Tile Portraits

Introduction: Tile Portraits

First and foremost, I would like to give credit to the following instructable for inspiring this project:


This project will take images and transform them into a one of a kind recycled tile art work.  This is a gift for my mom for Christmas.  There is also a picture of one I made for my brother a few years ago (he is a pilot).

Step 1: Gather Material

First you will need to gather the materials:

1x10 - 3 feet long
black paint
metal staples
3 tiles - I used 8x8 inch
Elmer's glue
Tissue paper

Safety glasses
Circular saw
Paint brush

Computer Req:

Step 2: Picture Time!

Get your siblings to take portraits of themselves.  This could be the hardest part if your brothers and sisters are not cooperative.

Next, crop them in GIMP, a free graphics program for Linux and windows.  You can download it here:


You can use anything you like for editing the images, gimp is free though and easy to use.

After cropping, turn into a black and white image for a more artsy look.  You could also leave it in color, it's up to you.

Step 3: Print Images

Now tape some tissue paper to a regular sheet of paper.  To make sure I was covering the right area, I first printed a quick draft on that same paper.  This made it easy to line up the tissue paper.  Now just print like normal.  Then cut the excess tissue paper off so you have a picture a little smaller than your tile.  Should look something like this:

Step 4: Decoupage

You can buy decoupage if you want, but it is really just Elmer's glue ($0.25) and water.  Why waste money on that expensive craft stuff?  Mix it up with you paint brush.  It should be pretty runny, I would say about 2:1 (glue:water) ratio.  Now apply it to the tile with the paint brush and lay the tissue paper image on top of it.  You will have about a second to adjust before it starts ripping.  Do not put another coat of deco on just yet, it will make the picture streak.

Let these dry for at least an hour.  You can put another coat of the glue water mixture on if you want, it will make a glossier finish on the images if you do.  I chose not to for the portraits.

Step 5: Measure and Cut Wood

While waiting for the tiles to dry, you can cut the wood.  Plain and simple, line up the tile on the wood, spaced evenly, and cut to length.  I left a 3/4 inch gap on all sides and in between the tiles.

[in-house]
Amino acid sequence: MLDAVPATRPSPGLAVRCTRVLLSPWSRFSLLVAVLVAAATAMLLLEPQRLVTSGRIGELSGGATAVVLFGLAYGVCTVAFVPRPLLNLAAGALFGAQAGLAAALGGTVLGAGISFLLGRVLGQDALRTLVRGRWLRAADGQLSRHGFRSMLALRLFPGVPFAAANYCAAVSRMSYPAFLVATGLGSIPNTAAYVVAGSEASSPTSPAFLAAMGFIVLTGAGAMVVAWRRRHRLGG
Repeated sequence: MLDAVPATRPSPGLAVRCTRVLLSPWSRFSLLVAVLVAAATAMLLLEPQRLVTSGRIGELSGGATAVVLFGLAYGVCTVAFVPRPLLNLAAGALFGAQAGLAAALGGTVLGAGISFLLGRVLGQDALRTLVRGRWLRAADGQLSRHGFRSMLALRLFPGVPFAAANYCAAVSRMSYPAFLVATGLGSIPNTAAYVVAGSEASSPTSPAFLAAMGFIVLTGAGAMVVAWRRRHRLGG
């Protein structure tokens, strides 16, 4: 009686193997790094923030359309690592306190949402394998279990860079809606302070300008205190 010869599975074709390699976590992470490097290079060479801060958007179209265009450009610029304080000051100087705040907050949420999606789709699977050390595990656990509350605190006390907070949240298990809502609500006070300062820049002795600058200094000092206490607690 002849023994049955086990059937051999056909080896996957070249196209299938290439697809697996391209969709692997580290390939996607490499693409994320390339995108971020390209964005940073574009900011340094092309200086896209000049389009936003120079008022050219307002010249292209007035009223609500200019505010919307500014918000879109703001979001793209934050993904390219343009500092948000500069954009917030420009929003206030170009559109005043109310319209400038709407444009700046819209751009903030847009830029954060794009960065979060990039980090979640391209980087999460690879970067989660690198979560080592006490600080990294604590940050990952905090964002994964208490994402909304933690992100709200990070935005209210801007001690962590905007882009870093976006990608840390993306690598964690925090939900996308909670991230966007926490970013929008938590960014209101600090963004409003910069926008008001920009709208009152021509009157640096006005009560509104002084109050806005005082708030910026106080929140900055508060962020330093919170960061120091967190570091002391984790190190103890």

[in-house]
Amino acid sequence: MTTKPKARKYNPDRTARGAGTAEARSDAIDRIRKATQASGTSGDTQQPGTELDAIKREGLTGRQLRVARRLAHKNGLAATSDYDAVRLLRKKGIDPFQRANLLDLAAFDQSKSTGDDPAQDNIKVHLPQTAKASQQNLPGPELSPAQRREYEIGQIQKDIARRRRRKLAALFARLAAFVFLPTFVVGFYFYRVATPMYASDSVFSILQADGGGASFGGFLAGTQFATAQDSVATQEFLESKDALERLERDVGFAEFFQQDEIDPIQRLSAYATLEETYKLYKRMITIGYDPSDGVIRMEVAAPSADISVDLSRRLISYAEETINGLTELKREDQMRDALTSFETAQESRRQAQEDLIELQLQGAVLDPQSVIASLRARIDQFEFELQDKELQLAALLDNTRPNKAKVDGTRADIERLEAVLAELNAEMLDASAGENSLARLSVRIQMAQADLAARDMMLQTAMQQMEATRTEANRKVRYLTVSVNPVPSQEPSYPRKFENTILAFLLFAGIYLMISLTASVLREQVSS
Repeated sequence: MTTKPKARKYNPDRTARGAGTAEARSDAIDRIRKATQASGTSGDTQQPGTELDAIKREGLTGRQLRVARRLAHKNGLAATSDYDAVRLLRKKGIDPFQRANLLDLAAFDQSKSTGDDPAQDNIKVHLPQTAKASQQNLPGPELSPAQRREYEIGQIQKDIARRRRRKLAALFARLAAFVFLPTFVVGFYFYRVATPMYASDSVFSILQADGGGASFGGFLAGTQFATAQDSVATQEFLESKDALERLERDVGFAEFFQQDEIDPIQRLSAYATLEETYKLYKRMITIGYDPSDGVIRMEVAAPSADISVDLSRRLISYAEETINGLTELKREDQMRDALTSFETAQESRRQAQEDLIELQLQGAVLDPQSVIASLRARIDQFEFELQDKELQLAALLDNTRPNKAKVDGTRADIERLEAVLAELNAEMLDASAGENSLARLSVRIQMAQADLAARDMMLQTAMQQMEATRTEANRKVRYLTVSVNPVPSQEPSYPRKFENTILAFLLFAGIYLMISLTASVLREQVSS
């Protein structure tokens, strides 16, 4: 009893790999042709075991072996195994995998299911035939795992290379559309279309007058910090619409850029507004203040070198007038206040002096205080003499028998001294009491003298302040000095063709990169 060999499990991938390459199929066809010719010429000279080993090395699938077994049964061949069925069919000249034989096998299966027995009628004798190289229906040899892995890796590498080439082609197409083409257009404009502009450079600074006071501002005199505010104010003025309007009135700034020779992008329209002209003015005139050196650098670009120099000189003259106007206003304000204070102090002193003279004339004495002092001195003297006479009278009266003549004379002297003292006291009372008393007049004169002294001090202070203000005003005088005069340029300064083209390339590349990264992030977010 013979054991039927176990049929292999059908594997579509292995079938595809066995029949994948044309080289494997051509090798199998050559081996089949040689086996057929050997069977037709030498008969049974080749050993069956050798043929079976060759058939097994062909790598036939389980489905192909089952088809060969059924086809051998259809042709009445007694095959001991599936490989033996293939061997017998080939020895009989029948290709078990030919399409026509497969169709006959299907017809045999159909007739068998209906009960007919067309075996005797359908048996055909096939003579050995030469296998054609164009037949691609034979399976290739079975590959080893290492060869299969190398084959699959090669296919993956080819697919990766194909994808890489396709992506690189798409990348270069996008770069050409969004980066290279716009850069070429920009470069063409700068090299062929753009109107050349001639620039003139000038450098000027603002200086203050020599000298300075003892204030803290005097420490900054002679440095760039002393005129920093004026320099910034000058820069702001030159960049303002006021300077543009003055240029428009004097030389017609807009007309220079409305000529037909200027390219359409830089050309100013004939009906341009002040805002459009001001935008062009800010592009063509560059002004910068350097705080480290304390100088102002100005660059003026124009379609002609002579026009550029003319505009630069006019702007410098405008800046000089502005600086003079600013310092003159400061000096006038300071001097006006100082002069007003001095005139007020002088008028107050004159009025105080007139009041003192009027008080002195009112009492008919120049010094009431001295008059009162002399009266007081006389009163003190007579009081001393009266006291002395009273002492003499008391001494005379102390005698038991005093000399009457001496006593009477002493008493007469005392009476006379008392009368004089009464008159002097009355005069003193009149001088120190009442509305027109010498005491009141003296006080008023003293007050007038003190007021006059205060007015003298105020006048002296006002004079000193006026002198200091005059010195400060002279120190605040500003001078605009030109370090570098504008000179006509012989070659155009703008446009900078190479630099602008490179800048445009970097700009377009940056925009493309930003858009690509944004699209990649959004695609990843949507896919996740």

Step 6: Sand & Paint

Sand it with some sand paper or an electric sander just to get the rough edges off, don't go crazy here, no one is going to be touching it really.  Now wipe off the dust from the sanding and get to painting.  I used black for a high contrast on this project.  That is a 1 quart can I had leftover from something else.

Step 7: "Staple" Tiles to Wood

Now it's time to attach the tiles.  You should be very careful during this step not to crack the tiles, it can happen very easily.  Decide where each tile is going and start putting in the staples to hold the tiles on.  Do not hammer them all the way down, you want there to be about an 1/8 of an inch gap between the tile and staple.  They will hold on the just fine at this depth.  Sorry the pictures are fuzzy, my camera doesn't have a macro mode.

Step 8: All Finished

All finished, now just wrap it up and put it under the tree!  A simple and cheap present anyone can do in a few hours with the right tools.

For the airplane one, I did things a little different.  The tiles were glued to the wood and I put some caulking between the tiles.  The tiles needed to be closer in that version to maintain the lines of the plane.

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    2 Discussions


    5 years ago

    This looks great!
    What type of printer did you use?
    Ink jet or laser?


    9 years ago on Introduction

    Very cool. I love pictures but I have so many in plain frames that I sometimes forget other ways of showing them off. Thank you for the neat idea!